Easily one of the most exciting announcements at Photokina 2014, Panasonic’s Lumix DMC-CM1 is both a 20-million-pixel, 1in MOS sensor camera and a smartphone. Is it the best genuine hybrid smart camera to date? Jon Devo finds out

Product Overview

Overall rating:

Panasonic Lumix DMC-CM1

Features:
Build/Handling:
Metering:
Autofocus:
AWB Colour:
Dynamic Range:
LCD viewfinder:

Pros:

  • - Large 1in sensor captures
  • good detail
  • - Shoots raw and has full manual controls
  • - Responsive touchscreen

Cons:

  • - No grip, making it unstable when only using one hand
  • - Could benefit from optical image stabilisation
  • - Some materials used not premium enough

Product:

Panasonic Lumix DMC-CM1 review

Manufacturer:

Price as reviewed:

£799.00

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Introduction

Panasonic Lumix DMC-CM1 Review – At a Glance

  • Large 1in sensor
  • Full HD LCD touchscreen
  • l 28mm (equivalent) f/2.8 Leica DC lens
  • 4K capture
  • Full smartphone capabilities with Android 4.4 OS
  • Price £799

Thanks to a string of strong camera releases that included the Lumix DMC-GH4, the FZ1000 and the LX100, Panasonic had a very positive 2014, delivering good-quality cameras in multiple categories with some class-leading innovation. Not a brand to rest on its laurels, Panasonic has now created what it calls a ‘communication camera’ – a device that marries a fully functioning Android smartphone with a slim camera. The camera features a large 1in sensor, like those found in Sony’s RX100 series and the Canon G7 X.

Panasonic released the Eluga smartphone back in 2012, but that was just a phone, with an IP57 waterproof rating being its most notable feature. The Panasonic Lumix DMC-CM1 is an entirely different prospect. Other manufacturers have attempted to create hybrid camera/phone devices in the past, with very mixed results, so how does the CM1 fare?

DMC-CM1

Panasonic Lumix DMC-CM1 Review – Features

As I’ve already mentioned, camera/phone hybrid devices aren’t anything new, which is probably why Panasonic has gone a few steps further and chosen to put a 1in sensor camera at the heart of the CM1, making its sensor almost four times the size of the 1/2.3in sensors typically found in high-end smartphones.

Rather than trying to shoehorn one device into another, Panasonic has taken a different approach with the CM1, creating two devices in their own right that simply share a physical interface. The Android half of the CM1 is powered by a 2.3GHz Quad-core processor that runs on the Android 4.4 (KitKat) operating system. It also has 16GB of built-in memory with a Micro SD slot for extra storage.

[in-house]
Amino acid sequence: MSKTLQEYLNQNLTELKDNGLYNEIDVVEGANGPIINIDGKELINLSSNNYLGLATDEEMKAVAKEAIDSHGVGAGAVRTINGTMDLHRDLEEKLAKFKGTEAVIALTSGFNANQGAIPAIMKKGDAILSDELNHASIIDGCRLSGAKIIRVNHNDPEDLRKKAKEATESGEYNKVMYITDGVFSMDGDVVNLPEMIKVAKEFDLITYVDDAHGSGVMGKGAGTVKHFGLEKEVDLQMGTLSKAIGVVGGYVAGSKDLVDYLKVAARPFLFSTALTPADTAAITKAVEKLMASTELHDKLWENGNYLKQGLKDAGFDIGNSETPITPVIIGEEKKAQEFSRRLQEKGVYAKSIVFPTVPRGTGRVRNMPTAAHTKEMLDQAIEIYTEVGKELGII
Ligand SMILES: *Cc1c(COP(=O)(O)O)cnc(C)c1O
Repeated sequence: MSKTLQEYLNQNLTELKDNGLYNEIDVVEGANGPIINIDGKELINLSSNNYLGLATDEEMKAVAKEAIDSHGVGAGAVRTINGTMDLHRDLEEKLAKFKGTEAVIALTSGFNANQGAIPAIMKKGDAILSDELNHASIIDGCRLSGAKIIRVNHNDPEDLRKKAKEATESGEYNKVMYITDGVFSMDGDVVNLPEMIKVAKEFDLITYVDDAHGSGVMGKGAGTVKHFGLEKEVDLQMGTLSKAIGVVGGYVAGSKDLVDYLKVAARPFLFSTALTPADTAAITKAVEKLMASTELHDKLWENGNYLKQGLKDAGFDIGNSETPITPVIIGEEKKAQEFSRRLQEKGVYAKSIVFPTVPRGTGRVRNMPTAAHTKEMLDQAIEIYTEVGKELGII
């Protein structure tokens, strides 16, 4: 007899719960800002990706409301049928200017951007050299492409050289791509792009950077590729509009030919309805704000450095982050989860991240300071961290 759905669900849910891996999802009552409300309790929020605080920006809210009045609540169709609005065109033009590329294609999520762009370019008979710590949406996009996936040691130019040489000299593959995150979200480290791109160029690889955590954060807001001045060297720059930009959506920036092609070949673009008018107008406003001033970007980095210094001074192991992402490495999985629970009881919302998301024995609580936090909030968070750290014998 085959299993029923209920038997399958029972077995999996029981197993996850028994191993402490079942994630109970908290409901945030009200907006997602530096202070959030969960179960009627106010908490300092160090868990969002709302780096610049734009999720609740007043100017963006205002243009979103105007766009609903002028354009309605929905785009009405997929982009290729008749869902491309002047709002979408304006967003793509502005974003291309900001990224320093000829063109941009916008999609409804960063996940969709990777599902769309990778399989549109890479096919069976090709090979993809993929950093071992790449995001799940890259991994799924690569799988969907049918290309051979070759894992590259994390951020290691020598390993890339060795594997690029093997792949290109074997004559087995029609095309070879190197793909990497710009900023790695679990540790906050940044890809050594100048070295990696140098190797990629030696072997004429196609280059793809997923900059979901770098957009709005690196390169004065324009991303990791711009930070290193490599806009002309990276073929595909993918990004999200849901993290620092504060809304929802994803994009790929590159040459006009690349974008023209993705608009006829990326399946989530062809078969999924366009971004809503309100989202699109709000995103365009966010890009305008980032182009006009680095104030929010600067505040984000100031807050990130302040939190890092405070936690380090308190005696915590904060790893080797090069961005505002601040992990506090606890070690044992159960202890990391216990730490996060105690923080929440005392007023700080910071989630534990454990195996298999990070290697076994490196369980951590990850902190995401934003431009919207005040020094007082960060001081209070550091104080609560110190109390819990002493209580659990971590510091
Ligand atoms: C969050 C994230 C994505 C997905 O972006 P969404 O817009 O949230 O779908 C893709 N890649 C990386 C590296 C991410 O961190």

While it may not be the most spec-busting Android mobile device, the CM1 can easily hold its own against anything released by the top mobile phone makers during 2014. The camera has a dedicated imaging processor – the Panasonic Venus Engine – and features a 28mm f/2.8-f/11 Leica DC Elmarit lens directing light onto its 1in, 20.1-million-pixel MOS sensor. As standard, the camera’s ISO sensitivity range runs from ISO 125-12,800, with L100 and H25,600 available as extended settings.Panasonic-Lumix-DMC-CM1The CM1 shoots RW2-format raw files as well as JPEGs, and it is also capable of using its 4K recording capabilities to capture still images from movie footage. The device’s camera is accessed either by tapping the Panasonic app on screen, or by using the camera lever on its top-plate.

It takes less than 1sec for the device to switch between its two functions, which is quite an achievement, as the camera interface and operation run independently from the Android operating system.

  1. 1. Introduction
  2. 2. Build and Handling
  3. 3. Camera Interface
  4. 4. Smartphone Performance
  5. 5. Camera performance and image quality
  6. 6. Image Quality Lab Results
  7. 7. Verdict
  8. 8. Hands-on First Look
  9. 9. Page 9
Page 1 of 9 - Show Full List
  • Mick Berry

    How long does the built in battery last before it needs replacing and is that possible?

  • Thomas Latcham

    If a camera in space can see a person on the earth, it must simply be consumer appetite that dictates what we are shown with photography equipment. Imagery is not just about cameras. One day we’ll all be doing it differently!